I'm a big believer in flu vaccines. I think they should be mandatory for most people. If not to prevent the flu, then to at least prevent marked increases of inflammation that can come back to haunt us later in life when we grow ever more vulnerable to diseases rooted in unhealthy inflammation, a biological process that has been linked to some of our most troubling degenerative diseases today, including heart disease, Alzheimer's disease, cancer, autoimmune diseases, diabetes, and accelerated aging.
In 2006, the American Heart Association and the American College of Cardiology jointly recommended influenza immunization as part of comprehensive secondary prevention in persons with coronary and other atherosclerotic vascular disease. This was based on evidence from studies that indicated that annual vaccination against seasonal influenza in people with cardiovascular conditions prevents fatal heart attacks and strokes and even reduces the risk of death from any illness.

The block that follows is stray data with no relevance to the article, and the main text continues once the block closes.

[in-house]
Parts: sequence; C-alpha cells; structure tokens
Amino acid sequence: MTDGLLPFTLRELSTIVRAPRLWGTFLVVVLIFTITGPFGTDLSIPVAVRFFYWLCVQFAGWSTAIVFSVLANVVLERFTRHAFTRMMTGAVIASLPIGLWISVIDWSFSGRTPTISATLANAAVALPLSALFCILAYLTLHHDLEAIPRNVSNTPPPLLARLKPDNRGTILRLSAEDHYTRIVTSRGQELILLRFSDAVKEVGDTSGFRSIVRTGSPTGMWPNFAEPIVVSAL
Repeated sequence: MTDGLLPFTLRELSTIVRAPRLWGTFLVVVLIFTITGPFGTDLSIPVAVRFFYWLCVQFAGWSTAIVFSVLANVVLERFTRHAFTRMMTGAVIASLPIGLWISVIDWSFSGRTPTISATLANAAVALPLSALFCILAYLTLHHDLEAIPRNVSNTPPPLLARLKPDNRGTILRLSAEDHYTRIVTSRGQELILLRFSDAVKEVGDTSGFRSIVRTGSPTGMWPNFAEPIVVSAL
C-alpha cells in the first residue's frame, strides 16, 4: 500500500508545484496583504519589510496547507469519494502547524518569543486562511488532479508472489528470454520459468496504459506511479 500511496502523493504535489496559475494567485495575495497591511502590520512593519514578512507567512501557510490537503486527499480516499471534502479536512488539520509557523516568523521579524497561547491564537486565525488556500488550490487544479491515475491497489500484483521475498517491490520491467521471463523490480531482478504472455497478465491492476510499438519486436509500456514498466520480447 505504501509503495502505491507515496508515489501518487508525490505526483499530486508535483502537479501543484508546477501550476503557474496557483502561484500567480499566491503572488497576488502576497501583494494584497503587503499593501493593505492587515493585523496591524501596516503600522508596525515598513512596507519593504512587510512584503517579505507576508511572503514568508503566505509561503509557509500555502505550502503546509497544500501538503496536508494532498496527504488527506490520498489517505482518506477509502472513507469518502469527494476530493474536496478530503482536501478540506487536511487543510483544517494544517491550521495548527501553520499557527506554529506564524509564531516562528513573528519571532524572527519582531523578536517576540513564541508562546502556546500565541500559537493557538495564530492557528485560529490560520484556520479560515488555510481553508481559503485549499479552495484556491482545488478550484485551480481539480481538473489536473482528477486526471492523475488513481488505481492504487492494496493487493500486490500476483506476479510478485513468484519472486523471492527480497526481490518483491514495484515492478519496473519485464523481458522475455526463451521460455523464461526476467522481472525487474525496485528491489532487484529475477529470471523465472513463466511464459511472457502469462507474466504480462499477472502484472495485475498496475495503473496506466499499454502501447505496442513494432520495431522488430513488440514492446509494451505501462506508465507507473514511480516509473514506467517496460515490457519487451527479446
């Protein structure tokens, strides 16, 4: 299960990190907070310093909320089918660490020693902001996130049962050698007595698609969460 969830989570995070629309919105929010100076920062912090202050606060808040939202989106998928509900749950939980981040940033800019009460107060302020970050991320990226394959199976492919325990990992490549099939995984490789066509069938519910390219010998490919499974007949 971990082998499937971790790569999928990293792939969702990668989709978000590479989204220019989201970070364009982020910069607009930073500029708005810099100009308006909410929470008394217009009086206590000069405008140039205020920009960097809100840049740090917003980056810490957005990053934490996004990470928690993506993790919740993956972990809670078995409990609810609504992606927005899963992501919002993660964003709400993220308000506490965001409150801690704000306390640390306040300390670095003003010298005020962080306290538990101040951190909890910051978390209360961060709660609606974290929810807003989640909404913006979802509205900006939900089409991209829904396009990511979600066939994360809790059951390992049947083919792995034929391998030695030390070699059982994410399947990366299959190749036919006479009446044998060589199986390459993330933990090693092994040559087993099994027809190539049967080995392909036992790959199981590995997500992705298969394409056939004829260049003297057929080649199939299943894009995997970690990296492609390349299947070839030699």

I firmly believe that it should also be part of primary prevention. If you choose not to get vaccinated every year (against all medical advice), then do what you can to avoid contact with others who are sick. Practice good hygiene and stay away from people with runny noses. I don't mean to sound pedantic or unimaginative, but this kind of advice is underestimated, yet vitally important. Seasonal influenza epidemics are a major public health concern, causing tens of millions of respiratory illnesses and 250,000 to 500,000 deaths worldwide each year.
In addition to seasonal influenza, a new strain of influenza virus against which no previous immunity exists and that is transmissible human-to-human could result in a pandemic with millions of fatalities. The swine flu scare that occurred in 2009 will someday be dwarfed by a real epidemic that will spread rapidly through virgin immune systems and kill millions in its path (as happened, for example, in the flu pandemic of 1918, when an estimated 50 to 100 million people died).
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